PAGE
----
Hugo Chavez has made it clear that he is willing to sever commercial ties with Colombia. He stopped buying our cars, our food, our textiles, and our livestock. Whatever Venezuela has imported from Colombia, they have virtually not paid for –the restrictions on foreign exchange make this almost impossible. Unsurprisingly, the Venezuelan government has started an active campaign to start buying elsewhere what they get from Colombia. Of course, Mr. Chavez knows this is idiotic. No other country can provide Venezuela with the products it needs in large quantities, a timely fashion, or at lower prices. But Mr. Chavez does not care. He would gladly kill his country’s economy if that means stopping trade with Colombians, those pawns of the empire.
Since when are we expected to believe that there is a thread of economic sensibleness in the head of Hugo Chavez? Why are we supposed to believe that President Chavez is a rational decision maker who would prefer peaceful trade and coexistence with the neighbor he regards as the 51st state in the American Union? Have we forgotten that he hates capitalism (and commerce, by extension) with every ounce of his body and soul, that his deepest desire is to transform Venezuela into an autarkic nation that feeds itself and sustains itself on its own? Really, I cannot be the only one who sees that the Venezuelan President couldn’t care less about trade with Colombia. That is simply not a factor in his war calculations, and it will certainly not deter him from attacking. Please let us all stop pretending otherwise.
For President Chavez, the current row with his neighbor is exclusively about the base deal that the Colombians signed with the Americans. That is an abomination he cannot tolerate, and I believe he is willing to go to war over it. His actions and his rhetoric certainly do not show any signals to the contrary, and it would be dangerous to believe that it is all a bluff that can be ignored. Moreover, the Colombian government will not back down in its deal with the United States. The agreement is already a fait accompli, and Mr. Chavez is fuming over it.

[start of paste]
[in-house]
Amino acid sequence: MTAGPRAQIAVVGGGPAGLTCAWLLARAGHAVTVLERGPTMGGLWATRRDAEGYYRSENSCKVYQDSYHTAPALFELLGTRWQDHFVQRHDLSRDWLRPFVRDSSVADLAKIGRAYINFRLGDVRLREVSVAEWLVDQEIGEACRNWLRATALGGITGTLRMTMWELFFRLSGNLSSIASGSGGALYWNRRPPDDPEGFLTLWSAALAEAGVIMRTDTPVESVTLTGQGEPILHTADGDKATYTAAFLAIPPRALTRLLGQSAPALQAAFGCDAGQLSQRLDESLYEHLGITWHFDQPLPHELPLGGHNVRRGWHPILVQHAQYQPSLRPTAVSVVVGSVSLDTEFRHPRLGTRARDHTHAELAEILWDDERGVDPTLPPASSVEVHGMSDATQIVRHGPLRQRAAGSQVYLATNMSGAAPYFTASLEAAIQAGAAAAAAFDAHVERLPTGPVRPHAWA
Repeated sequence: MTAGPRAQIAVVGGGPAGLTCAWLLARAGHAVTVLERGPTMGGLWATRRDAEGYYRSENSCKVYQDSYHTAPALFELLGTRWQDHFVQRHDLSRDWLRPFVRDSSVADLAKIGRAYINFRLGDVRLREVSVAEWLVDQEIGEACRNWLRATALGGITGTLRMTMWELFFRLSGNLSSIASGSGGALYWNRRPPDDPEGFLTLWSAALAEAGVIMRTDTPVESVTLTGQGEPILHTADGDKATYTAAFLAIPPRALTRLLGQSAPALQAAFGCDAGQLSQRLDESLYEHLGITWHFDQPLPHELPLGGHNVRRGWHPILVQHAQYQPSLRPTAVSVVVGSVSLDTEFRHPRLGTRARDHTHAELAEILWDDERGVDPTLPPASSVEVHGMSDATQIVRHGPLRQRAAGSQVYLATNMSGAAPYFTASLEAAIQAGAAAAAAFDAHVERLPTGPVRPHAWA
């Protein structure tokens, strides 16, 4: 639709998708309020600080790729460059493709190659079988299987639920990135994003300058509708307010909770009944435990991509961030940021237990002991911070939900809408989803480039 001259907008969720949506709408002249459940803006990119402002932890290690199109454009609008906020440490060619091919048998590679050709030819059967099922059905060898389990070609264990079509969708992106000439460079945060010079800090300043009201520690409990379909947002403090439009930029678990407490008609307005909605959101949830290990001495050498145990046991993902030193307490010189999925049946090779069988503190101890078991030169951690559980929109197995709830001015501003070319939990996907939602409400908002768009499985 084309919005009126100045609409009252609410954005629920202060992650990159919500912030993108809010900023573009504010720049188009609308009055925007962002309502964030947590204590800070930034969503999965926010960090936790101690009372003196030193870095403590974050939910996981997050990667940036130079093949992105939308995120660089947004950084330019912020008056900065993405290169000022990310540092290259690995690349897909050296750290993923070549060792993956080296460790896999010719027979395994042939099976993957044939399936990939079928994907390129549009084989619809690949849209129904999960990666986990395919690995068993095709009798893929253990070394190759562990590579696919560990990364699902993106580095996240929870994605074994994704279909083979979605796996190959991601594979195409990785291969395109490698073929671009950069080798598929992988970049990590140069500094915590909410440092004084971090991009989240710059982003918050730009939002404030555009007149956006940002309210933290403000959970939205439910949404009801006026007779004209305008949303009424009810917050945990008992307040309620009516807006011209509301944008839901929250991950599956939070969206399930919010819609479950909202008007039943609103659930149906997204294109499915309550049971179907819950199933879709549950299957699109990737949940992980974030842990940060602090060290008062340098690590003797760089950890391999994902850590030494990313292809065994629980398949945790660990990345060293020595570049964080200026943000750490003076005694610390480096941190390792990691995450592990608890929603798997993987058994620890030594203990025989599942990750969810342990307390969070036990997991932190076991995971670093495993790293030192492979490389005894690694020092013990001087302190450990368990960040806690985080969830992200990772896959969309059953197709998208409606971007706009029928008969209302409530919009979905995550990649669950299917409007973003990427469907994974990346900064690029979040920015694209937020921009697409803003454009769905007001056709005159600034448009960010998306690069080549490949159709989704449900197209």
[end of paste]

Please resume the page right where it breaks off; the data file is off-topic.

Yet, Mr. Lula remains convinced that he can sit Presidents Chavez and Uribe next to each other and make them talk –just like two small children. Mr. Lula has too much faith in the moribund trade between their two countries. He also has too much faith in a proposal of having Brazilian forces and intelligence agencies monitor the border between Colombia and Venezuela, in order to control crime and facilitate information to both countries. But that will not do: Mr. Chavez wants nothing short of a change in the terms or an outright annulment of the US-Colombia agreement, and President Uribe will not give that to him.
So do not expect Lulaplomacy to work wonders. I would be surprised if it did. And even in that case, any solution to today’s row between Caracas and Bogota will be nothing but a truce, and the tension will appear again. The story of Presidents Chavez and Uribe has been one of a long conflict with some interludes of fake love and hypocrisy. The two presidents distrust each other with extreme intensity, and this time the situation has taken new turns that we had not seen before. We are running out of the trade-will-prevent-conflict excuse and war is definitely not outside the realm of possibility. If Mr. Lula wants to change that fact he will need all of his diplomatic power. Alas, I doubt he has enough of it.